Although highly sensitive to market cycles, the hotel sector continues to benefit from pent-up demand coming out of the pandemic. This trend is amplified by inbound international travelers—led by China and Japan. These travelers tend to visit west coast markets such as Las Vegas, San Diego, Los Angeles and Hawaii. There is also minimal new hotel construction.

Select and limited-service hotel fundamentals are strong, with particularly compelling opportunities in leisure-focused markets with RevPAR well above 2019 levels, such as Savannah, Miami and Phoenix.

Figure 4: 2022 U.S. hotel RevPAR as a percentage of 2019

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Source: CBRE Hotels Research, CBRE EA, Kalibri Labs, Q1 2023.

Retail

The retail real estate sector continues to benefit from strong consumer spending, rising rents and minimal new construction that has kept vacancy rates relatively low. Though we do expect some impacts to fundamentals as the economy weakens, retail assets in high-growth markets and live-work-play districts, particularly in the Sun Belt, offer the best investment opportunities.

High-growth markets like Raleigh, Nashville and Salt Lake City also present good opportunities due to their sizeable talent clusters, high employment growth and robust population growth.

Figure 5: Top U.S. retail investment markets

Image of U.S. Map

Source: CBRE Research, CBRE Econometric Advisors, MSCI Real Assets, RSMeans, Q1 2023.

Industrial & Multifamily

Although industrial and multifamily assets are expected to perform relatively well even in a weaker economy, rising interest rates and more conservative lending standards are a meaningful headwind. As a result, some investors may want to lock in profits in these sectors by selling assets that have appreciated considerably.

CBRE posits that even with a hypothetical 15% drop in industrial capital values from their peak in 2022, sales of industrial assets in key U.S. markets would still provide investors who acquired them in years prior with substantial profits. To illustrate this, we used a hypothetical sale of an industrial asset acquired in Q1 2016.

Figure 6: Change in industrial capital values since Q1 2016, comparing actual value growth (light green) with a hypothetical 15% drop in values (dark green)

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Source: NCREIF, CBRE Research, Q1 2023.

Similar trends, although less pronounced, are also apparent in the multifamily sector. Strong capital value growth in Sun Belt markets, including Atlanta, Miami and Los Angeles, enable investors to exit with handsome profits, even if asset values declines reach 15%.

Some large gateway markets are possible exceptions to this trend since values didn’t increase as much in those markets.

Figure 7: Change in multifamily capital values since Q1 2016, comparing actual value growth (light green) with a hypothetical 15% drop in values (dark green)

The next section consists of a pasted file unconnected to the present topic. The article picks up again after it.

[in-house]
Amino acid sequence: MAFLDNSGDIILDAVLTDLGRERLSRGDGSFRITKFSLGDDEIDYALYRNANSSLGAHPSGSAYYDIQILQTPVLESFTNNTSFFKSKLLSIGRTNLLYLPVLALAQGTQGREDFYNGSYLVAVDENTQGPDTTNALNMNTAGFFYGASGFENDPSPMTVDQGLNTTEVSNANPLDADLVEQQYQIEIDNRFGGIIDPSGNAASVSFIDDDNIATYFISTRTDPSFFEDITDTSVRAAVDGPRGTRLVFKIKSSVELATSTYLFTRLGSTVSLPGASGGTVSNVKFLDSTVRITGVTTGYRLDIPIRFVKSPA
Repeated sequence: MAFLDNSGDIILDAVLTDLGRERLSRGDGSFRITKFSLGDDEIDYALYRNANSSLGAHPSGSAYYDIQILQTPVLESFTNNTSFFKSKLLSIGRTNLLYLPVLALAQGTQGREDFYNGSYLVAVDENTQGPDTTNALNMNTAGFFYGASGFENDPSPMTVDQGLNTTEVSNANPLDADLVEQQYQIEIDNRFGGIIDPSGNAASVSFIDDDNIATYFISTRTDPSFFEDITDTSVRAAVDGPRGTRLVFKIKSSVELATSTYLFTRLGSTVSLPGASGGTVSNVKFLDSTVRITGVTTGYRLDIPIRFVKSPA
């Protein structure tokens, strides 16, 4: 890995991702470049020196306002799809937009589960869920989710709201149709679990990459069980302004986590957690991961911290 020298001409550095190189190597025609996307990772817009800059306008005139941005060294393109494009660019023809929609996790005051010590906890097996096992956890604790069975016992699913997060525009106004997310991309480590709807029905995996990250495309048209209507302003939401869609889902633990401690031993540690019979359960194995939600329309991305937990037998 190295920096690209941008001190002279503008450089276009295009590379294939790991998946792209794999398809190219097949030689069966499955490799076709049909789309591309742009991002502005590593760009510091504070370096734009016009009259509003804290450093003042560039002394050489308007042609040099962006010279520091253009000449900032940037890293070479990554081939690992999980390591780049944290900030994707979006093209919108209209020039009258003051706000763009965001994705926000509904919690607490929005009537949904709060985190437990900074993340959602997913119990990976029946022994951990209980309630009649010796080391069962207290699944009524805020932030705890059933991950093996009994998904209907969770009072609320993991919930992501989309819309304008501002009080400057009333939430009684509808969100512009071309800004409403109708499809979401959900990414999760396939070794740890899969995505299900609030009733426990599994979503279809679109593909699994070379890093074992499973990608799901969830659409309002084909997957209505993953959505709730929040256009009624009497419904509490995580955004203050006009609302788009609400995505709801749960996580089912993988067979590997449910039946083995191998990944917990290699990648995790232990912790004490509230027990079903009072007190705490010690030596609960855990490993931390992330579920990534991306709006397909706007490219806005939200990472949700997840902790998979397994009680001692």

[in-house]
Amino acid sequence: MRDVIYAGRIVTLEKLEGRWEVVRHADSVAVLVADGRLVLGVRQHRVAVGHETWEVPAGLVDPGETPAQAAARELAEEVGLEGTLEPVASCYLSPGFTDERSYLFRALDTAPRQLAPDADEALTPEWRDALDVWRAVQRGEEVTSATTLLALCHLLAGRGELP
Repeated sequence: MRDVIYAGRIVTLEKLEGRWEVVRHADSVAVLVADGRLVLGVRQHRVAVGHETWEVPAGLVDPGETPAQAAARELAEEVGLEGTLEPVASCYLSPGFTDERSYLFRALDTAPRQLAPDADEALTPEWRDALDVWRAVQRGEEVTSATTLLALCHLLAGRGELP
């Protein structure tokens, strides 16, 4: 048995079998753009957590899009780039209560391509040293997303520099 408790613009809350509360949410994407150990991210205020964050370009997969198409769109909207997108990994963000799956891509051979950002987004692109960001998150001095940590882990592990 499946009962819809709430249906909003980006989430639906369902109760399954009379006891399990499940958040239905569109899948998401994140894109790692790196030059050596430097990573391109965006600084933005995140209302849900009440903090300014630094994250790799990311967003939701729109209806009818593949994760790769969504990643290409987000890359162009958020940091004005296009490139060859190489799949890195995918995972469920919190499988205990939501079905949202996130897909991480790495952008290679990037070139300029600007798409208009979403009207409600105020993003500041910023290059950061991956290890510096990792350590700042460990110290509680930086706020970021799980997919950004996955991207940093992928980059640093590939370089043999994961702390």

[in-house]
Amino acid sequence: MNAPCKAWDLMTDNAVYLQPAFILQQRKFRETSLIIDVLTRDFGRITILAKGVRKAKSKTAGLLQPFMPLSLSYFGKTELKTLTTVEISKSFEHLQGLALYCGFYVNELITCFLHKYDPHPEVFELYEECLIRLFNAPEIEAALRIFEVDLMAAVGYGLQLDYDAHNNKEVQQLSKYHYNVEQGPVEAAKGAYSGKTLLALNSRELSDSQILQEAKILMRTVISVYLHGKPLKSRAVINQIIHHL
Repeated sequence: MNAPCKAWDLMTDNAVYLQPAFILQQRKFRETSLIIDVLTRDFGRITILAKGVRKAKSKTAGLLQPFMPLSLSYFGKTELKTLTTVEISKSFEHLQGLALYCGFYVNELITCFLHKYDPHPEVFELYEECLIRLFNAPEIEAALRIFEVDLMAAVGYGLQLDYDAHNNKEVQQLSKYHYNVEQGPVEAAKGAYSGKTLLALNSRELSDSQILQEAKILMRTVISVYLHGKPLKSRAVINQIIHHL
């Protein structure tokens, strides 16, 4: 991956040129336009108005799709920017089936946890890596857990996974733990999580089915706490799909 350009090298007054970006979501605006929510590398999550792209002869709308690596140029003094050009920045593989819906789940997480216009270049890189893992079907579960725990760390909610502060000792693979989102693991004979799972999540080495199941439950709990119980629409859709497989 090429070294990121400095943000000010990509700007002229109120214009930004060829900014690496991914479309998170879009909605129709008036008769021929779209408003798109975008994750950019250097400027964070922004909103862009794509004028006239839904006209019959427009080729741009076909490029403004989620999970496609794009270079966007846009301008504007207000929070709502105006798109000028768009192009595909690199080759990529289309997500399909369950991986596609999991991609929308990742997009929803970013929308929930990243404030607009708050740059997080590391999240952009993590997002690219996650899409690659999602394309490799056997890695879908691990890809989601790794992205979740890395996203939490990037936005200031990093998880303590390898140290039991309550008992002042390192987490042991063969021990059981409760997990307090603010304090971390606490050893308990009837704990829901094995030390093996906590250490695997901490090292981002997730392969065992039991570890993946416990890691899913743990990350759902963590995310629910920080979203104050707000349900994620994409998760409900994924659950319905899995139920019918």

Image of bar graph

Source: NCREIF, CBRE Research, Q1 2023.

Vintage strategy

Identify value discrepancy between public and private markets

Price dislocation between the public and private markets could offer opportunities, particularly with REITs and other listed vehicles trading below their net asset value (NAV). While U.S. REITs have bounced back in recent months, they remain off highs, with many still trading under their NAV.

Figure 8: U.S. REIT Index by Sectors (Jan. 2021 = 100)

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Source: CBRE Research, Wilshire Associates Incorporated, May 2023.

Debt investment opportunities

U.S. banking sector stress has shined a spotlight on commercial real estate debt. Although CBRE’s analysis does not indicate commercial real estate debt will endanger the U.S. financial system’s health, we do see conditions that will reduce the flow of credit into the sector.

As a result of financial market volatility, we have observed opportunities to finance properties with challenges accessing debt capital through traditional channels. This includes assets in the range of $30 to $50 million values. This size is too large for small banks and too small for many debt funds’ consideration. There are assets within this value range that have strong fundamentals and rental growth prospects, particularly in the industrial and multifamily sectors. As a result, we believe these areas will present compelling investment opportunities.

The U.S. real estate industry at-large is experiencing property value declines due to rapid rate hikes and a softening economic outlook. This will create funding gaps as investors are forced to refinance at a lower LTV ratio or when value has fallen since origination. CBRE’s Econometric Advisors studied this issue and estimates the funding gap for senior commercial real estate loans has reached $72.5 billion. Most of this will be concentrated in the office sector, where values have taken the greatest hit. We expect further significant distress in the office sector, but investors will seek to fill the funding gap for high-quality assets. This will increase demand for mezzanine debt and opportunities for fast-moving lenders. We also anticipate some opportunities for equity investors as asset owners seek to fill funding gaps.

Key takeaway: best pricing is fleeting

Past economic downturns have shown the window to acquire solid assets at a discount is somewhat brief. Buyers should move swiftly to capitalize on pricing discounts, since top-quality properties are the most resilient during economic downturns. The optimal period to purchase prime assets following the Great Financial Crisis lasted roughly six to 12 months, according to CBRE’s analysis. Investors who purchased properties during this period enjoyed attractive returns, as the market recovered, and cap rates compressed.

CBRE believes the opportune moment for U.S. acquisitions will be in H2 2023, when we expect a moderate recession.

Figure 9: New York—CRE Investments Pre- & Post-GFC US$500m+ (2005-2015)

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Source: MSCI Real Assets, CBRE Research.
Note: Size of bubbles denote transaction volume of deal at point of sale.